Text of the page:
Monday, 6 October 2008

The psychology of debugging

[caption id="" align="alignleft" width="300" caption="Photo by Esparta"]Photo by Esparta[/caption]

Debugging is a very different task from coding and it benefits from a different mindset.  Finding bugs can take time and can involve a lot of trial, error and testing of different thoughts as to what might be going wrong, because there are lots of places in code where errors can hide.  This means you need to be patient.  Accept that sometimes it will take a lot of painstaking effort to make something work properly, and remind yourself that it's worth it because you want to be able to trust the results your code is giving you.  It's very tempting to rush through debugging, but sometimes you just need to use a slow-and-steady approach.  And remember, getting frustrated doesn't make bugs easier to see (quite the opposite, in fact), so try to stay calm.  Deep breaths...

Assumption: the mother of the screw-up
One very important skill to develop when debugging is that of not making assumptions.  We call it a skill because it's surprisingly easy to make assumptions if you're not careful.  What we're talking about are thoughts along the line of "this piece of code returns an integer, so the next piece of code must work fine.".  Really?  Are you sure?  Presumably as you wrote the code, you thought you were writing the correct thing.  And yet now your code doesn't work.  So you already know that somewhere in your code, there is a bug where you'd assumed there wasn't one.  Maybe in more than one place.  This means that you need to test all your assumptions, find the one/s that are wrong and then fix them.

There is an art to this and it's something you'll become better at as you get more experienced.  Often, a given language or type of statement will have certain ways in which they're most likely to be going wrong and this can give you a good idea where to look first for particular bugs.  But it won't exclude other possibilities, so you really have to approach debugging by being willing to believe that any part of your code might be broken.  Especially the parts that are "definitely fine".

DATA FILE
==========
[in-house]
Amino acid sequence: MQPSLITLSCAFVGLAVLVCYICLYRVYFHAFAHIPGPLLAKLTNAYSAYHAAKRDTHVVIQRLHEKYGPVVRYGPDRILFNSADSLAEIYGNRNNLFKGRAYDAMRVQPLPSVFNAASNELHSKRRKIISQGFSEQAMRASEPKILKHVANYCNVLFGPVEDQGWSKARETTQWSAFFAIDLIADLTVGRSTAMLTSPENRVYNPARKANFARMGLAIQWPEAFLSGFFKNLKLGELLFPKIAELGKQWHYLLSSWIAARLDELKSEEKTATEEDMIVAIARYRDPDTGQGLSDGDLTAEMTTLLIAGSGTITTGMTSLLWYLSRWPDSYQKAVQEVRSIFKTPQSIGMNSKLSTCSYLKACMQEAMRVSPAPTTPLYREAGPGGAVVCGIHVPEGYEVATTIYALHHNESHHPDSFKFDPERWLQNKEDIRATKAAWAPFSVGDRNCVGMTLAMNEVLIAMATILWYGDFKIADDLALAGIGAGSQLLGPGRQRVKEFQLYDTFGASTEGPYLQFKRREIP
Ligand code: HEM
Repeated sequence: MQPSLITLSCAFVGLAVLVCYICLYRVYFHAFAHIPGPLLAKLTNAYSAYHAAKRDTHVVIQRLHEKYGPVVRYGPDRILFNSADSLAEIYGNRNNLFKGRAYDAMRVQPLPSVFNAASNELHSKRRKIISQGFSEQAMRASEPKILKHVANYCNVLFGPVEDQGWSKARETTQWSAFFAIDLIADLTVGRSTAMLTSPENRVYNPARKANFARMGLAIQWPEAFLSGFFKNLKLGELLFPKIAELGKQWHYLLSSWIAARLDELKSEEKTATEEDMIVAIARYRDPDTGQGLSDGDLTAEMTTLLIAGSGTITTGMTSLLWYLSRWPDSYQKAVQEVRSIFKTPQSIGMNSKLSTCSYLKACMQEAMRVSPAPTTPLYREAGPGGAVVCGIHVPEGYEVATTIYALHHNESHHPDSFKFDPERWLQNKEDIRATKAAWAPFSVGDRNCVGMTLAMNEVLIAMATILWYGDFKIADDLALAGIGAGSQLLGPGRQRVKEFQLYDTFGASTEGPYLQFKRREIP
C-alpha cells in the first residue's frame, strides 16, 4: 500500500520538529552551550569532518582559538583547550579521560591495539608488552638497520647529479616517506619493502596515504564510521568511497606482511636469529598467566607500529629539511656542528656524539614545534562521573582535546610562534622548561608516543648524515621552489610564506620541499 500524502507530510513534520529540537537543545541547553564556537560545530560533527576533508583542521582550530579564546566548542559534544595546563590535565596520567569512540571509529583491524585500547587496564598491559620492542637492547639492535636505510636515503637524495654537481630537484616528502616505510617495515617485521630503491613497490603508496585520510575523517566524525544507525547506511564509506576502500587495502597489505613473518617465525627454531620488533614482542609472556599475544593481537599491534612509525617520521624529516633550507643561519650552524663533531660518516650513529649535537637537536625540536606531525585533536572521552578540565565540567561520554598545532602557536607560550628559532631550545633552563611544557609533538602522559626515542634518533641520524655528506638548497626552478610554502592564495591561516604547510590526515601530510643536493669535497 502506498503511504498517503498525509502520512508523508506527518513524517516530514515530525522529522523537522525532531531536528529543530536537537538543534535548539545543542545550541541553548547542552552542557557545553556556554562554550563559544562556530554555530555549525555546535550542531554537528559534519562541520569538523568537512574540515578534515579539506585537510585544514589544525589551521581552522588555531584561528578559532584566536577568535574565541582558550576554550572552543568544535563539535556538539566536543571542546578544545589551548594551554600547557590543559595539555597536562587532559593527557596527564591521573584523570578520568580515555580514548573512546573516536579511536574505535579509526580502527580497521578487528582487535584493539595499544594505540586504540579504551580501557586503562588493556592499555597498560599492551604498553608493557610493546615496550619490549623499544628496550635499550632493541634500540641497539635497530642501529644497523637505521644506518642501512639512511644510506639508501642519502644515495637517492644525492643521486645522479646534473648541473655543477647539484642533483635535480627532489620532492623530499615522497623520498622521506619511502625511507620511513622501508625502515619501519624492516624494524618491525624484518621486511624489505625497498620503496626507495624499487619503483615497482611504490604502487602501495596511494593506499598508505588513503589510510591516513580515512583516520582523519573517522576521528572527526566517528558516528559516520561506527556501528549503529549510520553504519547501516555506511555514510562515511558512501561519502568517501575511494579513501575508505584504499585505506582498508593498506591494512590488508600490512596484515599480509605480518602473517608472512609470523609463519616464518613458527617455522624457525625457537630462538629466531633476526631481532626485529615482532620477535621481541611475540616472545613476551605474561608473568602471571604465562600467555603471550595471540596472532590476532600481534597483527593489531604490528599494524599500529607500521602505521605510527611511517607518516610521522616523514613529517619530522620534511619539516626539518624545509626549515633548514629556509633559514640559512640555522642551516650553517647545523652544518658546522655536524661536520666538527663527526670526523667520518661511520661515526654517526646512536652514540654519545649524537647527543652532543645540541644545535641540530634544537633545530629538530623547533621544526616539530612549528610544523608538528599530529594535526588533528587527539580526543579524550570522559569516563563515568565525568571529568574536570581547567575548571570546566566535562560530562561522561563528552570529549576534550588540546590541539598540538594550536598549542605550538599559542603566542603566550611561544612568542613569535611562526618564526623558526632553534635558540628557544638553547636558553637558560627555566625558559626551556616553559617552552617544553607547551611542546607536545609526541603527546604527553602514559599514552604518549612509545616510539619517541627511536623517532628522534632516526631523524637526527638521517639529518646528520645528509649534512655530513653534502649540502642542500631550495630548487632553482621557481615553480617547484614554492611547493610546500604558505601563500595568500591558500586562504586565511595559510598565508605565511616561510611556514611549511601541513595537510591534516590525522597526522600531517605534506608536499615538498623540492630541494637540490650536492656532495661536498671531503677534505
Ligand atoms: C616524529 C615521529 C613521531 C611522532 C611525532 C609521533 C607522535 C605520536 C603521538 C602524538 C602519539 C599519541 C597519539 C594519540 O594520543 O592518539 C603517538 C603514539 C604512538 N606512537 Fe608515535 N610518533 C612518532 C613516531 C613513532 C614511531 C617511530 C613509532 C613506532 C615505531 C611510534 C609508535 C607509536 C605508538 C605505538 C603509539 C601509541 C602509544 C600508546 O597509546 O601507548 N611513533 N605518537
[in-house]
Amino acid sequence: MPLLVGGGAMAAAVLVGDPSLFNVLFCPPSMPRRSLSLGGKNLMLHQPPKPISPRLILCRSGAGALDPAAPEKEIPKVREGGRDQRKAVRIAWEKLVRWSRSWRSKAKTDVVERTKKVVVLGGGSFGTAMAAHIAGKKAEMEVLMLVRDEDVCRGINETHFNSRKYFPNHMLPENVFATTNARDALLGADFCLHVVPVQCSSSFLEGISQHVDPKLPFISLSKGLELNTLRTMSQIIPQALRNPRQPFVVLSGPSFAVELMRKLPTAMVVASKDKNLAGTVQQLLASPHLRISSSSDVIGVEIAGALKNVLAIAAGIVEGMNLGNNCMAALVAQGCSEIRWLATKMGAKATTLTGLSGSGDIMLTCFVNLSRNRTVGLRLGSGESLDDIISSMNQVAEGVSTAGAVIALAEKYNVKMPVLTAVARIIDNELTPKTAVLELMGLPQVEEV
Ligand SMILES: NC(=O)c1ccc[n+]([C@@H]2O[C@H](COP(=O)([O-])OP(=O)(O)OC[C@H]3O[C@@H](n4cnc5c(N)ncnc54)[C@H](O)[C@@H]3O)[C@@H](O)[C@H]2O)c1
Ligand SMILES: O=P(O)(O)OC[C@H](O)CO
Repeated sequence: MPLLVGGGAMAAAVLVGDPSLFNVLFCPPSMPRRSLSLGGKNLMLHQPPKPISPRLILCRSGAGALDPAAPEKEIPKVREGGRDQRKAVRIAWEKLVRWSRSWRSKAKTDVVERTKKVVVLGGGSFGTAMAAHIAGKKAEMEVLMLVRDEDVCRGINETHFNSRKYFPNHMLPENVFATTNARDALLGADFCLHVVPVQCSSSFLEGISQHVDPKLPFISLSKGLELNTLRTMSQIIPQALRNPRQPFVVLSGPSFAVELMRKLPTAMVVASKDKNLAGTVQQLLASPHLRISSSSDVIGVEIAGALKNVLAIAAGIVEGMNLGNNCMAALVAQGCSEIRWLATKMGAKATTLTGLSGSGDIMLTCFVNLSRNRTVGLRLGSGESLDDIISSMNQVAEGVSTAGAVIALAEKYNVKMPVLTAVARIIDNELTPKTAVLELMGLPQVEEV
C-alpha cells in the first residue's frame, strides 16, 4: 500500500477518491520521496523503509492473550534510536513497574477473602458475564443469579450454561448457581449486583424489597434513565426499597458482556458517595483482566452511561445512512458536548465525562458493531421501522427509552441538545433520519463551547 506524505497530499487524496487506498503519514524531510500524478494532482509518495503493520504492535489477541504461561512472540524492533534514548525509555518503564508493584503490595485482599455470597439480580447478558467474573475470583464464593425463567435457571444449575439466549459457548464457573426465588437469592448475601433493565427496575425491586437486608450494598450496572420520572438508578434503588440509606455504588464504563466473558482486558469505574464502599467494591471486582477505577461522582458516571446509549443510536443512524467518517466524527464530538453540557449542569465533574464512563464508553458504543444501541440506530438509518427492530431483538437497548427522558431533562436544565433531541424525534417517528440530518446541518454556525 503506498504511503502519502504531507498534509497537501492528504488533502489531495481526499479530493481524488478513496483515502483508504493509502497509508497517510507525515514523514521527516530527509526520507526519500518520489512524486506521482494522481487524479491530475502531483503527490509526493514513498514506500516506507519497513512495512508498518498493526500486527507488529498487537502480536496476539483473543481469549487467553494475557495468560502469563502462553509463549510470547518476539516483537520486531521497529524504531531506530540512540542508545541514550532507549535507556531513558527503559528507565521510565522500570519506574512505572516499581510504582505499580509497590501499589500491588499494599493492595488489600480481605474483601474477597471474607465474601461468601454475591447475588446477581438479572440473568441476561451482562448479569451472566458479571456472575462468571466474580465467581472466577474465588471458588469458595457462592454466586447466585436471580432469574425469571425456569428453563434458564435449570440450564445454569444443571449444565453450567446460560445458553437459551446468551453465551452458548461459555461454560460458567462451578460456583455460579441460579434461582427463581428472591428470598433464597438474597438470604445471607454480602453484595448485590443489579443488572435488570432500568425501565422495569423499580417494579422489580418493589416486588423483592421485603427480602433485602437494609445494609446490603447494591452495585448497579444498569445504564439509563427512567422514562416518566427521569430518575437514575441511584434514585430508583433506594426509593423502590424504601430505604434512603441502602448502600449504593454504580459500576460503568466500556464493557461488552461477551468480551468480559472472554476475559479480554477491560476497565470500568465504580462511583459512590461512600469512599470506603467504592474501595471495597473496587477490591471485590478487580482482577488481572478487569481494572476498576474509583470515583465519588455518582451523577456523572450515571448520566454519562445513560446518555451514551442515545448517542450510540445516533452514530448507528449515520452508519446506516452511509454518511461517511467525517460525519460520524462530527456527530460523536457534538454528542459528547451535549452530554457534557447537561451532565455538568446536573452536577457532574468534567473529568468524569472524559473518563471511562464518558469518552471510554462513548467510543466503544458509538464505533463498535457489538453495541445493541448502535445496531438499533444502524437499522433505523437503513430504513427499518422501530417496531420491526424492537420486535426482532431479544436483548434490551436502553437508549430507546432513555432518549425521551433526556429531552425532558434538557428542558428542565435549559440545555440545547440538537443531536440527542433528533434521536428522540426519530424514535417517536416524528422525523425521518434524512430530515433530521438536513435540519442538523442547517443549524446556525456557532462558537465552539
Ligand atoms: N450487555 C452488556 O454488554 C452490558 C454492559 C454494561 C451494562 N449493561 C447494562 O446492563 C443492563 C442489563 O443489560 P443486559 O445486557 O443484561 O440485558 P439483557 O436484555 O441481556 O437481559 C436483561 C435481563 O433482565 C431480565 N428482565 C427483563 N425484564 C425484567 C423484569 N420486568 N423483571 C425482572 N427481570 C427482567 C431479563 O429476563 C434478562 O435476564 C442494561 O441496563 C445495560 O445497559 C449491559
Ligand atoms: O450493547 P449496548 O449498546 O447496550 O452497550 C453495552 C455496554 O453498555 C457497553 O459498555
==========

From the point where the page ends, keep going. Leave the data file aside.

This can often happen in case-sensitive languages where "a" is different from "A".  For example:

massInKilos  = 2.5
massInkilos *= 2

Not very easy to spot, right?  (the "k" is in a different case in the two lines)

Elementary, my dear Watson
Debugging is a bit like detective work in that you'll find yourself assembling sets of facts, often as the results of tests, that tell you how your code behaves in certain situations.  And on the basis of this information, plus looking at the code itself, you'll try to figure out what might be going wrong.  This is another reason why being methodical is useful; every new piece of information you gather about your code is something new that might help you spot what's going wrong.

This gathering of new information can be very important.  All bugs are easy to fix if you know enough about them, so it might be that the easiest way for you to fix your code is to keep finding out more until suddenly it's obvious what's going wrong (and how to fix it).  Indeed, a lot of the other aspects of Testing and Debugging are aimed principally at finding out more information so that you an figure out what the bugs are in your code.

They're all against me!
Finally, when you've been working for hours and getting nowhere, it can help to remind yourself that code is deterministic, even if it doesn't seem like it (this can even be true of random number generators, if you fix the input seed).  If you've spotted a problem, there is a reason, you just have to gather enough information to figure out what it is.  Poker players would call this mental state Tilt, which is where you've slipped into a bad frame of mind for the task at hand.  Don't play when you're tilted; take a break and refresh your brain.

And above all, remember to stay calm!  Debugging can be frustrating at times, so you need to try to stay in a good frame of mind and approach it in the right way.  If you do this, you'll find those bugs a lot more quickly and can get onto something more interesting!

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